In a series of tweets heard ‘round the world, President Donald Trump accused his predecessor of spying on him Saturday. Trump offered no evidence to support his claims that former President Barack Obama ordered a wiretap to monitor his phone calls, and FBI Director James Comey called on the Justice Department to publicly and unequivocally rebuke Trump’s accusation.
But if the former real estate mogul is truly concerned about being the target of broad surveillance, he now has the power to change that by calling on Congress to reform the Foreign Intelligence Surveillance Act, or FISA.
“If people are truly concerned about warrantless wiretapping, than they should work to reform section 702 of FISA,” said Patrick Toomey, a staff attorney on the ACLU’s national security team. “There are opportunities to reform those programs and should be heard by Congress.”
Section 702 focuses on international communications of foreign targets and authorizes the government to collect and listen in on them. But U.S citizens are hardly immune. “[Section 702] targets foreigners but sweeps up Americans communications in the process,” Toomey said.
“The internet is a very globalized system for communication, so things are not always confined to a single country as they move across the internet,” he added.
For example, if a person in New York sends an email to someone in Kansas, it could digitally bounce around to servers or connections outside of the country before reaching the intended recipient. Additionally, a copy of that email could be stored on a company’s servers in another country and therefore be susceptible to surveillance measures, a loophole that U.S. law enforcement agencies have used—and tech companies have fought—to further investigations. (Microsoft has been fighting the Justice Department in court since 2013 over emails stored in Ireland, for instance.)
Several FISA amendments are set to expire this year, and, with the help of a GOP-led Congress, Trump could close these backdoor search loopholes and end upstream surveillance.
For upstream surveillance under Section 702, intelligence agencies can examine foreign targets’ online and telephone communications as they cross the internet’s backbone, such as telecom switchboards and cables that transmit phone and digital data.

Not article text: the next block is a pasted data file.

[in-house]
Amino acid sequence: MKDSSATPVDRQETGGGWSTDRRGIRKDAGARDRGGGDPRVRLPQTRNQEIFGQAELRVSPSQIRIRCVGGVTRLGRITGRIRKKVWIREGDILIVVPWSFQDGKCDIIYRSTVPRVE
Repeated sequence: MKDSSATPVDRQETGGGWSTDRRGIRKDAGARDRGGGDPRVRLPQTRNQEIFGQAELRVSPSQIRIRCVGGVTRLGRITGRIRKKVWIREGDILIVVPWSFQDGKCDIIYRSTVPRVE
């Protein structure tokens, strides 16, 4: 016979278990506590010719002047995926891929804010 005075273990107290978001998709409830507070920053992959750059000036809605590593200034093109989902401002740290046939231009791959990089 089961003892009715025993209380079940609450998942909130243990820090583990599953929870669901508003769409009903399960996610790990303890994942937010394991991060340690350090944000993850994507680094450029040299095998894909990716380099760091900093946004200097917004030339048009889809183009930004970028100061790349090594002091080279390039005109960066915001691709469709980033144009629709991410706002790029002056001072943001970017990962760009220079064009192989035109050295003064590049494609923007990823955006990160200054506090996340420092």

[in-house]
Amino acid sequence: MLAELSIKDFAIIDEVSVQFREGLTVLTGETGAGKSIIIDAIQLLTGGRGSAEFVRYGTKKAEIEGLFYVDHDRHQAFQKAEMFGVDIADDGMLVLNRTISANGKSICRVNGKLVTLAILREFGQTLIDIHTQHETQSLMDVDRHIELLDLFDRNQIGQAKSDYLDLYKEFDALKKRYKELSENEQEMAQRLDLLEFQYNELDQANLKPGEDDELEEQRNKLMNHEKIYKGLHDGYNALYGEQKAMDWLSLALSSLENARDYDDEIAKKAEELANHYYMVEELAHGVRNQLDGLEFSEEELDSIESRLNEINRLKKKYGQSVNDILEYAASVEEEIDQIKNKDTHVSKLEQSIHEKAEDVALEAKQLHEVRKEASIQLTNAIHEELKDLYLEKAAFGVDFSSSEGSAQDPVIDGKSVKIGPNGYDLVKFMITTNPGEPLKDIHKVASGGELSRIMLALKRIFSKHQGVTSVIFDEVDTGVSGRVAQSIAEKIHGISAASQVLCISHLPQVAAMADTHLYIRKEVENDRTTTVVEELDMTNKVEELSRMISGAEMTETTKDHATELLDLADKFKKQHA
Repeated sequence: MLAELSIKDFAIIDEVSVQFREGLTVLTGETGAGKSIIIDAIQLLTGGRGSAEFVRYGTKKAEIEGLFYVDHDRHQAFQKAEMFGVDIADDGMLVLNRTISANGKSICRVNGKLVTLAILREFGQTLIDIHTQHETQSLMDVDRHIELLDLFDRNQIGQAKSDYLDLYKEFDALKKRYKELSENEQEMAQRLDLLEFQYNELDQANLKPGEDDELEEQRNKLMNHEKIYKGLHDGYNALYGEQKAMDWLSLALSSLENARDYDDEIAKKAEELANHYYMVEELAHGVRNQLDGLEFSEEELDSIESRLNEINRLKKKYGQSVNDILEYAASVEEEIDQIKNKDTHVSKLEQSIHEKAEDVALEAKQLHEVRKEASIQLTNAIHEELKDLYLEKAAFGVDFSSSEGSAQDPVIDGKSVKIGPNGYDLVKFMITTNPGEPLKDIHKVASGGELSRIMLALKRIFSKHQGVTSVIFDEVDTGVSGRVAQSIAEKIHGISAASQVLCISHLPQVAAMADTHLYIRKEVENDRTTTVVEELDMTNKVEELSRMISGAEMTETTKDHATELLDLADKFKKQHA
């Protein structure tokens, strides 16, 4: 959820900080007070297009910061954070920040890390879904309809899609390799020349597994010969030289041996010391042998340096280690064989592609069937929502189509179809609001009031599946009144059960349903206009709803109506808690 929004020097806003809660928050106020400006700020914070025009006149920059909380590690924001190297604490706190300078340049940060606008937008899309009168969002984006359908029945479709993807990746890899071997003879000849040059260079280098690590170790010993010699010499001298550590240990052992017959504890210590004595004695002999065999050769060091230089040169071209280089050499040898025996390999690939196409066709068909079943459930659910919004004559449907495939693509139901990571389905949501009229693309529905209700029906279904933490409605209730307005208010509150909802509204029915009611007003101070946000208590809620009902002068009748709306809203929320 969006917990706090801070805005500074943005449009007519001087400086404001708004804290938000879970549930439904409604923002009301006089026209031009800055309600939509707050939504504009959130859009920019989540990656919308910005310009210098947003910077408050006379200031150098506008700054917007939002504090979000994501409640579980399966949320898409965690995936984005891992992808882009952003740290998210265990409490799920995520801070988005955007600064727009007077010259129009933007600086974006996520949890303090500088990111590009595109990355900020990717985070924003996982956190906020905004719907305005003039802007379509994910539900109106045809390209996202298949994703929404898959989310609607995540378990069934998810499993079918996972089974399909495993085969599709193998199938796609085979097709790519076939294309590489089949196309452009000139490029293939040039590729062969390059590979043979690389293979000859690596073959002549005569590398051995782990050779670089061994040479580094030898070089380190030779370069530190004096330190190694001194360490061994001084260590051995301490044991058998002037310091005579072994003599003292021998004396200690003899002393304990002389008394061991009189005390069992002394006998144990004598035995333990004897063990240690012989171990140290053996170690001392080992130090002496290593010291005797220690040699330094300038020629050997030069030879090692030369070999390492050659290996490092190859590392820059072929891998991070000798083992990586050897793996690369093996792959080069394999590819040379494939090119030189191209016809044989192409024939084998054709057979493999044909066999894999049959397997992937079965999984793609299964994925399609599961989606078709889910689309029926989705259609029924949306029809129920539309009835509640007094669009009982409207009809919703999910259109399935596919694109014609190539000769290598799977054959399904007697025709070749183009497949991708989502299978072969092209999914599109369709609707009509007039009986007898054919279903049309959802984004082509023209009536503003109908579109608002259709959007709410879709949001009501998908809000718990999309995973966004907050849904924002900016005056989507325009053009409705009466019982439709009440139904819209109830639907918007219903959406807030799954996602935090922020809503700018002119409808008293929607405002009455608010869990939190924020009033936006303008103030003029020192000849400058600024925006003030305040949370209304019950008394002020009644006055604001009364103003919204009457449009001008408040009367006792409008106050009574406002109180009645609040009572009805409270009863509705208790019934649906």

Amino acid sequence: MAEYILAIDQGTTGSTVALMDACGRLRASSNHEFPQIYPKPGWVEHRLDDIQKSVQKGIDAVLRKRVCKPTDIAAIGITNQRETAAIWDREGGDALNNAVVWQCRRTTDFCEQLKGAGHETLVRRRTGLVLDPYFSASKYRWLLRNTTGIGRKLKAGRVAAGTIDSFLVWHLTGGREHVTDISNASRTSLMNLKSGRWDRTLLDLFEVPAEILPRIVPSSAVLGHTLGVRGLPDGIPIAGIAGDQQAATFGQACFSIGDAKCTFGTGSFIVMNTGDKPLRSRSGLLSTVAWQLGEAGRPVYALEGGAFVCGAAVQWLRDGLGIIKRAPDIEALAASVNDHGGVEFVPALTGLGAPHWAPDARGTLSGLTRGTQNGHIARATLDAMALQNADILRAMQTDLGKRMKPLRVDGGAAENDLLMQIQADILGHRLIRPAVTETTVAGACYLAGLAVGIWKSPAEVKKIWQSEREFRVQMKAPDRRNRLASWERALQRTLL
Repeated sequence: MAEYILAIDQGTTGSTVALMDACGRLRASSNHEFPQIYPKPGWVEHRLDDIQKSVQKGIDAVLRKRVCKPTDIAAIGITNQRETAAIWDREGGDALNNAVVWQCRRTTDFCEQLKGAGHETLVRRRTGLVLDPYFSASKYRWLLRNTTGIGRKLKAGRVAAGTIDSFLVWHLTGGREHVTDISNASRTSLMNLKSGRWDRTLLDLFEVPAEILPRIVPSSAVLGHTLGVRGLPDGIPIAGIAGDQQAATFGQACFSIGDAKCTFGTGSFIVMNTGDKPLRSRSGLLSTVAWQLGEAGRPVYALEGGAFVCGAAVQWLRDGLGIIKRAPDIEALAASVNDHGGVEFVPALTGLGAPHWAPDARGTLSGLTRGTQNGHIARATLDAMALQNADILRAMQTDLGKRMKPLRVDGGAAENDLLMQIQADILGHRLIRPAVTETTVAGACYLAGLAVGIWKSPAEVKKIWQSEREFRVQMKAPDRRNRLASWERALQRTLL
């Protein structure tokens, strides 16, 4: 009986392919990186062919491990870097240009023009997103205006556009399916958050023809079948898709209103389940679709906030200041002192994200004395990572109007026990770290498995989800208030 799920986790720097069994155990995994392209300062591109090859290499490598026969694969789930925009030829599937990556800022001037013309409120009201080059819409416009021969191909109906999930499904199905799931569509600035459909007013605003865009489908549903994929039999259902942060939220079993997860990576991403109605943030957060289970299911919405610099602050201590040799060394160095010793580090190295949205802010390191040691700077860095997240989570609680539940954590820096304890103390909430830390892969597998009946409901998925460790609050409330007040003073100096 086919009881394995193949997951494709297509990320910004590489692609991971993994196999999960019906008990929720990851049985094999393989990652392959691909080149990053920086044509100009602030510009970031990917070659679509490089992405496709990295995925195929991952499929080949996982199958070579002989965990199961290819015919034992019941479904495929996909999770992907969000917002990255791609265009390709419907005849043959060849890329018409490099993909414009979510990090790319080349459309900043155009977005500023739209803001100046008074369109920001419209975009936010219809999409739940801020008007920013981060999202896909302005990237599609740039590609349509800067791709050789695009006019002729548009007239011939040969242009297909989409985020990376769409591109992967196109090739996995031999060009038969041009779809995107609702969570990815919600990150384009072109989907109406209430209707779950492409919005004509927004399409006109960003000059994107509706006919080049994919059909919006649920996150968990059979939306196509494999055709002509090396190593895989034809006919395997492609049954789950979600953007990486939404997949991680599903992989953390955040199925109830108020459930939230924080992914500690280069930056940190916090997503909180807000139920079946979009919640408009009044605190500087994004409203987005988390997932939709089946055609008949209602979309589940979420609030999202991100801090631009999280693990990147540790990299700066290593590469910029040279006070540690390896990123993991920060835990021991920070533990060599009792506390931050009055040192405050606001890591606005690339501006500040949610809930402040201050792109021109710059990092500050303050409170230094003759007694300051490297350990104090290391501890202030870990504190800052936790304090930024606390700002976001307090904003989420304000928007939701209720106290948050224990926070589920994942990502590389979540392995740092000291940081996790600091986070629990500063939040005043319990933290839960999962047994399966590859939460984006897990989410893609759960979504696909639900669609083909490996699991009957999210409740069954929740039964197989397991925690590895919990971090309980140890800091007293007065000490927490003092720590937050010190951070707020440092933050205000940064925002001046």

“The government targets under 702 are not limited to suspected criminals or terrorists, just foreigners located overseas that the government believes has intelligence information,” he said.
Those are broad parameters that privacy advocates argue violate Americans’ privacy rights.
Cindy Cohn, the Electronic Frontier Foundation’s executive director, said in a statement that “the government has consistently stonewalled any effort to bring more transparency to secret spying orders. We’re still waiting to hear whether the president has concerns about government spying on ordinary, innocent Americans — so far he hasn’t shown that he does.”
In fact, quite the opposite. While Congress has already begun to hold hearings on the expiring FISA amendments, the Trump administration says it wants to keep FISA’s section 702 intact, Reuters reported. Rather than curtail surveillance efforts, Trump instead called for increased surveillance of Muslim communities and Americans en masse during his candidacy. Moreover, the commander-in-chief previously called NSA whistleblower Edward Snowden a “terrible threat,” suggesting he should be killed for treason.
That doesn’t really jibe with a commitment to greater government transparency — one of his other campaign promises, and something he’s expressed a sudden renewed interest in.
It’s currently unknown how many Americans’ communications are caught in government surveillance, Toomey said. And without that, “it makes it very difficult to have an informed debate.”